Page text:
Sunday, December 27, 2009

obama at one year

I would give him at best about a B. The good news is he seems competent, has a reasonably clear and coherent agenda, and has kept most of his base intact. The bad news is he seems slowly but surely to be losing everyone else. There is also a sense of diminished stature: too much celebrity and too little accomplishment, and personal energy wasted on efforts (the would-be Chicago Olympics, Copenhagen, the Nobel Prize) that bring little or few real results. Current developments, like the health care bill, carry the potential to strengthen but also to hurt him: the long delay between likely enactment and actual provision of benefits is especially dicey here.

A problem in evaluating Obama, like all Presidents, is what standard to judge him by. The reality is that it is extremely difficult for any President to be successful under current conditions, and probably that much more so for a left-of-center politician. This results in part from economic and budgetary constraints, but also from underlying political realities.

In the period marked by roughly the 1930s to the 1970s, politics was conditioned by the threat of the extreme left, which was taken seriously abroad (the Soviet Union and Communist China) and at some points (notably the 1960s) at home. Because of this threat, traditionally conservative interest groups--business, the professions, the political and economic elite--perceived it as in their interest to pursue a moderate reform agenda, if only to avoid more radical change. The liberal Republicans and establishment Democrats in America--like the Social or Christian Democrats in Europe--were typical of this way of thinking.

With the fall of the Soviet Union, and the collapse of the extreme left in the West, this incentive largely disappeared. Conservatives now feel comfortable directing unwavering fire at any and all liberal proposals, and are strengthened by the addition to their ranks of many ordinary people who cannot stomach the left on religious or cultural grounds. That the left itself is divided along economic and cultural lines--and becomes more so as it tries to expand--doesn't help, either. The most conspicuously successful liberals in this period, Bill Clinton and Tony Blair, succeeded largely by accommodating these trends and governing as moderate conservatives, something Obama has so far refused to do.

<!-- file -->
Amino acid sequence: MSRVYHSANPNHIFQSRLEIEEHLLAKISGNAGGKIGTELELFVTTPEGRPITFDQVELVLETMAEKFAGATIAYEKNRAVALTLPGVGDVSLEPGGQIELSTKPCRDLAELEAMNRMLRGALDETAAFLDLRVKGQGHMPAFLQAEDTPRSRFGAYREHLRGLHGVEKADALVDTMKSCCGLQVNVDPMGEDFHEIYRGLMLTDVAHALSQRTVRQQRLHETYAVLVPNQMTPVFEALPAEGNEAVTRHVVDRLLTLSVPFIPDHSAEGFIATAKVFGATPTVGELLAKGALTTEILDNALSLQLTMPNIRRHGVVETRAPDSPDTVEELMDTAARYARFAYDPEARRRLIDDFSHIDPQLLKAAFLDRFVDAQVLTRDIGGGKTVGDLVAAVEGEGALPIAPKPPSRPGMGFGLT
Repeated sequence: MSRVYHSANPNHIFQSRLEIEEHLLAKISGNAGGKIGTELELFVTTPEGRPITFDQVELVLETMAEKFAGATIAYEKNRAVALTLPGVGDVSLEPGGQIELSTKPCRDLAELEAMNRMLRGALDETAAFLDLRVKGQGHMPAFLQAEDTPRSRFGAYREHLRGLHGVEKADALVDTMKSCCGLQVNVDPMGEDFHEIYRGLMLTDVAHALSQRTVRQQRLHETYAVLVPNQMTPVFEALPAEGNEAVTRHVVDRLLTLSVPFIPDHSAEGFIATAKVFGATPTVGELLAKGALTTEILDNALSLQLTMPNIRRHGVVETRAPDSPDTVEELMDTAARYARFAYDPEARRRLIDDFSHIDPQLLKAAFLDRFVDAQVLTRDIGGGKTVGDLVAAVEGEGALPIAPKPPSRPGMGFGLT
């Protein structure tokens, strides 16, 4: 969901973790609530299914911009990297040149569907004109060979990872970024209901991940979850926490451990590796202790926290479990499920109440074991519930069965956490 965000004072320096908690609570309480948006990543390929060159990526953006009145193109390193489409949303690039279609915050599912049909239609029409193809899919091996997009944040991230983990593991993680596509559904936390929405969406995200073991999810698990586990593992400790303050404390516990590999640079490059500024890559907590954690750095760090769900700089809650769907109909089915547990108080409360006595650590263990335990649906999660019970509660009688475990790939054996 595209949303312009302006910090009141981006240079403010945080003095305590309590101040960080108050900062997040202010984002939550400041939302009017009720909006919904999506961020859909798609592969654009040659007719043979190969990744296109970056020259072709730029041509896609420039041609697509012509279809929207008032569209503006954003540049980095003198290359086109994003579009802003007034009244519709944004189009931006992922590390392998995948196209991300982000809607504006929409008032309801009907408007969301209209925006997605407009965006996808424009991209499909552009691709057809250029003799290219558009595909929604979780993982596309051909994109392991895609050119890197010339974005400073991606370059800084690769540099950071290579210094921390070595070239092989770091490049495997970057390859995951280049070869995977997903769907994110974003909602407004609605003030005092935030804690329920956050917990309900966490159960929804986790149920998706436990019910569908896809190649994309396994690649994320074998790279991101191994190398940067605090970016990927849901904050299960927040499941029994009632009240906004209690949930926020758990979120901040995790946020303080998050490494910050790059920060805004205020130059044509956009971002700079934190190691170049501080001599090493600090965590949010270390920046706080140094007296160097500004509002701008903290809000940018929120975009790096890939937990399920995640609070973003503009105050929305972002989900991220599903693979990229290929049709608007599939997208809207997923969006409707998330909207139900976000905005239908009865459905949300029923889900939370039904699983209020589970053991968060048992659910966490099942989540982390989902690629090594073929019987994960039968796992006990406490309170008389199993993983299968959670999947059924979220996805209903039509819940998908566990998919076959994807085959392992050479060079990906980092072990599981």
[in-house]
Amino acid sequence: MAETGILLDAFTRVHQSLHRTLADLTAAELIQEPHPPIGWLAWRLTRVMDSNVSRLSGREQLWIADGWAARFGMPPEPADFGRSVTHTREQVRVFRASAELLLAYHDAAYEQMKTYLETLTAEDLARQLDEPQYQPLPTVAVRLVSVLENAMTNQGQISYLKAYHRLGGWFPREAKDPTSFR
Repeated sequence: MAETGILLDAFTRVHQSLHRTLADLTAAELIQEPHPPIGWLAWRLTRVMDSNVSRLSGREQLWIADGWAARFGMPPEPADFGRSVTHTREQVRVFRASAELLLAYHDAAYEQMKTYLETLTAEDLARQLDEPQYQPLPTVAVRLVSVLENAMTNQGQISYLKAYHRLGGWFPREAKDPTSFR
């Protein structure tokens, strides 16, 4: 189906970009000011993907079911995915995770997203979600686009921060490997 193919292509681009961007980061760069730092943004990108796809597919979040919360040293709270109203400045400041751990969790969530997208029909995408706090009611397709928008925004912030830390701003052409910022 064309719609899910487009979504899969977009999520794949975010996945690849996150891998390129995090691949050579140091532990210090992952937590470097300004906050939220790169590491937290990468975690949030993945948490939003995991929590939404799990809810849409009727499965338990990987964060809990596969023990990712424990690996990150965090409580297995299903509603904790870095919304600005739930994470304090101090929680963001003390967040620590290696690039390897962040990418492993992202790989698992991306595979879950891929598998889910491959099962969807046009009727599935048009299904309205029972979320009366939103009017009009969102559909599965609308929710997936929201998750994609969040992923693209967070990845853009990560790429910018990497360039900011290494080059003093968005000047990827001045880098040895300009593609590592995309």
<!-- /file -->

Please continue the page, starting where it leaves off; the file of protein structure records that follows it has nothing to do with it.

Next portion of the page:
So Obama has been disappointing in some ways, but it is not clear that anyone else--at least, any other liberal Democrat--could have done much better. For all his unique characteristics, his trajectory is not really that different from other liberals in an essentially conservative age, with the difference that he has (so far) proved less willing to abandon his liberalism for political gain. As the pressures on him build--and the conservative resurgence continues--it will be interesting to see if this pattern continues.

Sunday, December 20, 2009

"constitutional moments" and the health care bill

With the Senate health bill having received 60 votes the danger of strong-arm tactics, designed to pass the bill with fewer than 60 supporters, has subsided for the moment. But talk of such tactics--and the likelihood that similar situations will recur in the future--makes the issue worth discussing nonetheless. The issue is important, I think, less for the sanctity of the 60-vote requirement than for what the tactics say about constitutional theory and its application in the current political environment.

Writing at Balkinization last week, Jack Balkin, the creator of the blog, argued that Barack Obama faced a "constitutional moment" of the type identified by his colleague Bruce Ackerman's theory and, if he failed to act appropriately, might see his entire agenda unravel. Balkin called for aggressive action, including the use of reconciliation procedures or other similar members, so as to force the Senate's hand. A few days later Paul Krugman, writing in the NY Times, called the existing political system "dysfunctional" and called for changes in the Senate rules, albeit in a somewhat less confrontational manner.

It must be conceded, at the outset, that the 60 vote requirement is a matter of Senate rules rather than a constitutional provision; the term "quasi-constitutional" is probably best applied to it. And it can hardly be denied that both Democrats and Republicans have misused the rule: the filibuster concept, to which it is tied, was always intended as a way to slow down legislation rather than permanently defeat it. A combination of excessive partisanship and rule changes, which allow an effective filibuster without even the need to keep talking, appear to be responsible for the deterioration.

That said, the attempt to end-run or simply overpower the 60 vote rule leaves cause for alarm. While the rule has questionable origins, it has been understood to be the rule for some time, and both sides have played with that understanding. If the rule can simply be avoided when the results are displeasing, what is to stop other rules--constitutional or otherwise--from suffering a similar fate? It must be remembered here that health care is not the only Democratic priority: cap and trade, financial reform, and perhaps a second stimulus bill are similarly "vital" measures in the liberal worldview, and if means are subjected to ends one time they will likely be again.